Toy Companies Have Started Making Toys That Encourage Children With Disabilities to Love Themselves

Family & kids
4 years ago

For a long time, children with disabilities have been left out of popular culture like cartoons, toys, and storybooks. Luckily, organizations like have started a movement where they create toys that are more relatable to disabled children. With these toys, they show to the world that children with disabilities are a natural part of human life, and that they’re not lesser than others.

We at Bright Side adore this movement and everything it stands for, and we hope that more people will follow their example.

In April 2015, UK journalist Rebecca Atkinson, along with other parents of children with disabilities, started the campaign #ToyLikeMe to address the lack of diverse toys to which children with disabilities can relate to. They created a Facebook page where everyone was able to post ideas and pictures about what toys for children with disabilities should look like.

Even though the campaign attracted a lot of attention, these parents couldn’t rest until their ideas actually became real. Luckily, only 2 weeks after the campaign started, the initiators of the campaign contacted a company in the UK that designs toys via 3D printing, and the company agreed to create a new range of dolls. That’s when the first toys with disabilities were produced.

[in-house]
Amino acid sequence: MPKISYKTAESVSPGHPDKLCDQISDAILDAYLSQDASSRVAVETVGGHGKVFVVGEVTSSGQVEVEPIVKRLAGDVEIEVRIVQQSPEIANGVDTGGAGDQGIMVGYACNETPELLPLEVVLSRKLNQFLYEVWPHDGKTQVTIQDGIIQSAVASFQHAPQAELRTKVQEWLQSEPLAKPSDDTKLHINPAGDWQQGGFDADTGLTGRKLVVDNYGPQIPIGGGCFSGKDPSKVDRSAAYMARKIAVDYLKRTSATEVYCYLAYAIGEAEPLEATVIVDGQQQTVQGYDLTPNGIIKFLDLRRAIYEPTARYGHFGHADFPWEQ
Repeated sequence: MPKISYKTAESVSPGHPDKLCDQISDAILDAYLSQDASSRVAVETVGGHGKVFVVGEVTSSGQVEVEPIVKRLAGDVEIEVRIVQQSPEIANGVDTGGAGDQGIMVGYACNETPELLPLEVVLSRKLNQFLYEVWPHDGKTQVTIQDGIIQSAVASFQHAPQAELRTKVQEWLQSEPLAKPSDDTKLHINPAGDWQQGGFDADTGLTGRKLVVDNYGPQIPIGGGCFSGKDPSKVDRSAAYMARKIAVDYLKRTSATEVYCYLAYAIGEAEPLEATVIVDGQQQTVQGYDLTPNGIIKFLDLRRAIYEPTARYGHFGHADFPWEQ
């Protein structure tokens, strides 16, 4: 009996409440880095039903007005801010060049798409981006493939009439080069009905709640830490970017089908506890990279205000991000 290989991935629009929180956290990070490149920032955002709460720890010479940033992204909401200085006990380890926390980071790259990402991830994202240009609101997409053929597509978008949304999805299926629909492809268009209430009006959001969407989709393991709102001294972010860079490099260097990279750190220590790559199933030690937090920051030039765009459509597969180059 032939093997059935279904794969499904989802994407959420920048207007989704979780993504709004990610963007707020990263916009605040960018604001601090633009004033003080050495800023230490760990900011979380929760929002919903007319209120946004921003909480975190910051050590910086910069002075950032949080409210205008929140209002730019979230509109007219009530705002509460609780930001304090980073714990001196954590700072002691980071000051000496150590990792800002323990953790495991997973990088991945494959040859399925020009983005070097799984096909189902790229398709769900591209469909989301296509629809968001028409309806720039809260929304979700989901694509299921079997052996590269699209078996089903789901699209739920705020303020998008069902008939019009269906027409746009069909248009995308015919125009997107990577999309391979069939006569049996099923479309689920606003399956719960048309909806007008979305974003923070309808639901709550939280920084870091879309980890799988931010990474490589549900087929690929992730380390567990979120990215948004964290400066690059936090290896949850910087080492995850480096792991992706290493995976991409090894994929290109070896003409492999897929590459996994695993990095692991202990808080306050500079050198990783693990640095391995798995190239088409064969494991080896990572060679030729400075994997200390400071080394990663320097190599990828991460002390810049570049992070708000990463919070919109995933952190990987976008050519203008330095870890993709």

There are around 150 million children with disabilities, and even though the toy industry is worth over $2.9 billion, it has completely failed to create toys that are more relatable to them. Until recently, that is. Thanks to this initiative that has taken the internet by a storm, many toy manufacturers have answered this calling and have made toys specifically for children with disabilities.

Soon enough, the #ToyLikeMe campaign on Facebook and Twitter finally reached the big manufacturers like Lego, and now there are entire series of toys with disabilities that have been released worldwide.

In 2016, Lego released their first-ever wheelchair-using mini-figure, and many other big toy manufacturers followed in their footsteps. Now there is a wide range of dolls with disabilities, including models with hearing impairments, canes, and birthmarks.

Even after all the success this campaign has had, the journey of #ToyLikeMe isn’t stopping there. The organization has followers in over 45 countries and has received donations through crowdfunding from over 700 people.

The mission of #ToyLikeMe is to continuously influence the global toy industry, spread awareness through school workshops and public exhibitions, and hopefully make kids with disabilities all around the world feel accepted and appreciated.

Do you agree with the idea that drives the #ToyLikeMe campaign? Do you think that more toy manufacturers should embrace a similar approach? Share your thoughts in the comment section.


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